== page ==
Failure to Launch: Structural Shift and the New Lost Generation
Failure to Launch:
Structural Shift and the New Lost Generation
By: Anthony P. Carnevale, Andrew R. Hanson, Artem Gulish
September 30, 2013
• There has been a structural shift whereby the traditional
path from school to work and then onto retirement no
longer applies for a growing amount of Americans.
• Young adults are launching their careers later and are
going through additional phases in the lifecycle of work
A Lost Decade
• As a result of this shift, the first decade of the 21st
century was a lost decade for young adults.
• The employment rate for young adults (ages 21-25)
declined from 84 percent to 72 percent between 2000
Young adults’ participation in the labor force has declined
since the 1990s; it is now at its lowest point since 1972
The structural shift has aﬀected certain groups more
than others, particularly three main groups
• Young Adults, specifically men
• Young African Americans
• High School Graduates
In 1980, young men made 85 percent of the median wage;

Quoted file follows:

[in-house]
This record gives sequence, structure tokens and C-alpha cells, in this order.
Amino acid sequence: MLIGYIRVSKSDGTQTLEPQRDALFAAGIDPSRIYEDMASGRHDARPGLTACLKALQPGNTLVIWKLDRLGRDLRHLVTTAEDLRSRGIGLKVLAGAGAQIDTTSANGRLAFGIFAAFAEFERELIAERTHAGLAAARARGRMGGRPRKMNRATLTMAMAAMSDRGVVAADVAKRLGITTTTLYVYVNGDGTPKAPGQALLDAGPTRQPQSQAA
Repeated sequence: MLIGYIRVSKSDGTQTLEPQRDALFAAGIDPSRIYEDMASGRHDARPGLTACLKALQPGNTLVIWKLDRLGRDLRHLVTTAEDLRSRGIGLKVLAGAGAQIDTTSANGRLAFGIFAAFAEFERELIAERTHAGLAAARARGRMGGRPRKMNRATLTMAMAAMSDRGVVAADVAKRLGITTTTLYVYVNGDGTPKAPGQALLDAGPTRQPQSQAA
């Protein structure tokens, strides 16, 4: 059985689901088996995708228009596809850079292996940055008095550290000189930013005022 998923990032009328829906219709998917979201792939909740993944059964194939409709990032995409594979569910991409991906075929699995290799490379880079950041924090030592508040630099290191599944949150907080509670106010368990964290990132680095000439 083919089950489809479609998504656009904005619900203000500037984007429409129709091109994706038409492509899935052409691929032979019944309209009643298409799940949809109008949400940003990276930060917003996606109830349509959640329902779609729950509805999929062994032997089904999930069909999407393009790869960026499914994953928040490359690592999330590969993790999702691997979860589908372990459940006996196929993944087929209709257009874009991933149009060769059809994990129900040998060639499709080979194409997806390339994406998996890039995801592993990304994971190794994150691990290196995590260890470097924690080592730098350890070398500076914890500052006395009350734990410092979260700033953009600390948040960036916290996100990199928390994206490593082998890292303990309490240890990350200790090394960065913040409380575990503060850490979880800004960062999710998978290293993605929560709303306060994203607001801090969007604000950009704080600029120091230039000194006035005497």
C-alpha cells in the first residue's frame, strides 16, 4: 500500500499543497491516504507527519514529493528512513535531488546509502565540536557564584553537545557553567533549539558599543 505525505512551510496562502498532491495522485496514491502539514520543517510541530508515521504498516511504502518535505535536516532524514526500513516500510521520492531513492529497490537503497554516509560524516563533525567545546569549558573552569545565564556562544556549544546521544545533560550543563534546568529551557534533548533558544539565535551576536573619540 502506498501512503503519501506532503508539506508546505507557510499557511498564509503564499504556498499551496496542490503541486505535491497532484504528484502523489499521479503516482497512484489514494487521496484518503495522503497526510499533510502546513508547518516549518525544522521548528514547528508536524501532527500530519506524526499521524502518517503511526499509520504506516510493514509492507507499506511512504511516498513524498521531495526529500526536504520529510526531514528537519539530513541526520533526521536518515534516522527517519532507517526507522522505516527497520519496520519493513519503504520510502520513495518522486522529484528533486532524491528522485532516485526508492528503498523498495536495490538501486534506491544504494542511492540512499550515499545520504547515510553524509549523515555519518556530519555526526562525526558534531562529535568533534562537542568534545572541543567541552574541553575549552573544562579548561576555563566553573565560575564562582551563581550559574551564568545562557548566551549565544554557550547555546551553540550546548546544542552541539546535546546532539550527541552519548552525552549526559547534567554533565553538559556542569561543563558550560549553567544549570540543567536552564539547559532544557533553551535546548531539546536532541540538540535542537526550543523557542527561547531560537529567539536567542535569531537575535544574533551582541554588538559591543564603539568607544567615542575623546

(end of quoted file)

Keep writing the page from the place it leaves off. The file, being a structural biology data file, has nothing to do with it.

in 2012, they earned only 55 percent of the median wage
The share of men in their late 20s who work full-time
declined from 80 percent to 65 percent between 2000
The peak unemployment rate for young African-Americans
was more than twice as high as the peak unemployment rate
While young adults at all education levels suﬀered, B.A.
degree holders endured the shocks of the last decade
• High school graduates’ full-time employment rate declined 13 percentage
points between 2000 and 2012, compared to 8 points for BA holders.
Older workers are delaying retirement plans
• Between 1983 and 2012, the employment rate of 55- to 64-
year-olds increased from 52 percent to 61 percent.
By 2021, there will be 14,235,000 job openings for
young adults created by retirements
• Contrary to popular belief, older adults aren’t crowding younger
workers out of the labor market.
• There are more job openings
created by retirements per young
person today than there were in
the 1990s when young people
had high rates of employment.
Entitlements for seniors, however, are putting increased
pressure on investments in education and training
The on-ramps and oﬀ-ramps into and out of the labor
market need to be smoother and more eﬃcient
• Young adults will need to mix work and
learning at earlier stages to accelerate
their launch into full-time careers.
• Older adults need a less abrupt transition
out of careers and into retirement that
features a more flexible phase of work
before full-fledged retirement.
For more information:
See the full report at: cew.georgetown.edu/FailureToLaunch/
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